3. Background data and documents → Provide data to analyse (sentences to classify, text to summarize, …)
  4. Detailed task description and rules → Define the task in the most concise and crystal-clear way
  5. Examples → Provide examples to guide the LLM for the output format
  6. Request → Voice the request, i.e. what the model is expected to output
  7. Thinking step by step procedure → This may help the model generate a more coherent response given the request
  8. Output formatting → Provide the output format at the end to increase the chances that the model adheres to the format.

Make sure that each of these sections corresponds to a new user instruction in order to facilitate the processing by the model rather than having a very long user prompt.

Obviously, this does not constitute a mandatory procedure to follow but when the task is complex, this may help you feeding all the necessary instructions to the LLM.

Generation Parameters

Max_Tokens

This is probably the most crucial parameter to impact the result.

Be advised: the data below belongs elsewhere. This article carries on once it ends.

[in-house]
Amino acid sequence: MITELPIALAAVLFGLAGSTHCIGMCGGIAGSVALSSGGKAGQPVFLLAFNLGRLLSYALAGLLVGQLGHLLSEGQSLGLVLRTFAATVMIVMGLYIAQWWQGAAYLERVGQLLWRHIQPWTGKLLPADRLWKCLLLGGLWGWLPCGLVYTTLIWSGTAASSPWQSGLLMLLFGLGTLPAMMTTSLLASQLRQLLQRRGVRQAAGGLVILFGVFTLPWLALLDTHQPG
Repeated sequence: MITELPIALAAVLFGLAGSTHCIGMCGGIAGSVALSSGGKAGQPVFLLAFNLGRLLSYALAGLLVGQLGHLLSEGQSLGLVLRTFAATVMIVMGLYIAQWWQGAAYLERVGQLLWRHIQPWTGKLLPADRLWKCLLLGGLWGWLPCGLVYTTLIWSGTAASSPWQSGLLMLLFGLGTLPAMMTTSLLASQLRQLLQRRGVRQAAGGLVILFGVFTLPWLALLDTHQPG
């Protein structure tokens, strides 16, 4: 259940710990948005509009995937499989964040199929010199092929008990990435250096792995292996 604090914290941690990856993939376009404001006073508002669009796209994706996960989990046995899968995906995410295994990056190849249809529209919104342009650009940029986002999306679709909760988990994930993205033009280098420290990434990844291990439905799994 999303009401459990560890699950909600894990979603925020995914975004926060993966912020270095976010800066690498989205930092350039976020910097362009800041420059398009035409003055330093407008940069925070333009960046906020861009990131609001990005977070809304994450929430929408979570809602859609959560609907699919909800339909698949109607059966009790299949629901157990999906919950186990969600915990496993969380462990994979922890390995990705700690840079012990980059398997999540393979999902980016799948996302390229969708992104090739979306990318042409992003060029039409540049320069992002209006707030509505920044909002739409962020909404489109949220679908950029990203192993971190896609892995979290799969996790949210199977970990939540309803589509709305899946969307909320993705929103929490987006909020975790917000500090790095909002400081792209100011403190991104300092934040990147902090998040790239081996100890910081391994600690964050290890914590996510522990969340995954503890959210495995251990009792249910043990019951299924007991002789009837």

It may allow to limit the needless additional tokens for which you need to pay if you are using the API. For classification purposes, where the answer should remain very concise, it is a good practice to limit to a few tokens, let’s say 3 or 5.

Beware have in mind that a token is not rigorously a word ! A word is generally made of several tokens. Here is a rule of thumb widespread in the NLP literature, more particularly in this article:

Language and number of tokens per word :

Basic Table
English 1.3
French 2
Spanish 2.1
German 2.1
Chinese 2.5

Temperature

The temperature is a crucial parameter to control the behaviour of generative language models.

It influences the randomness and creativity of the output and should be calibrated for the task to perform:

  • If you expect results based on existing rules and that do not evok subjectivity or creativity (text-classification, marking a text or question answering, …) a low temperature - let’s say 0.1 - is recommended. Beware, some models expect a strictly positive temperature.
  • If you expect more randomness and creativity, a higher temperature - let’s say 0.9 - should be used. In this case, iterate over the temperature values in case the randomness leads to absurd results before validating too quickly.

Now let’s delve into the functioning of the temperature parameter.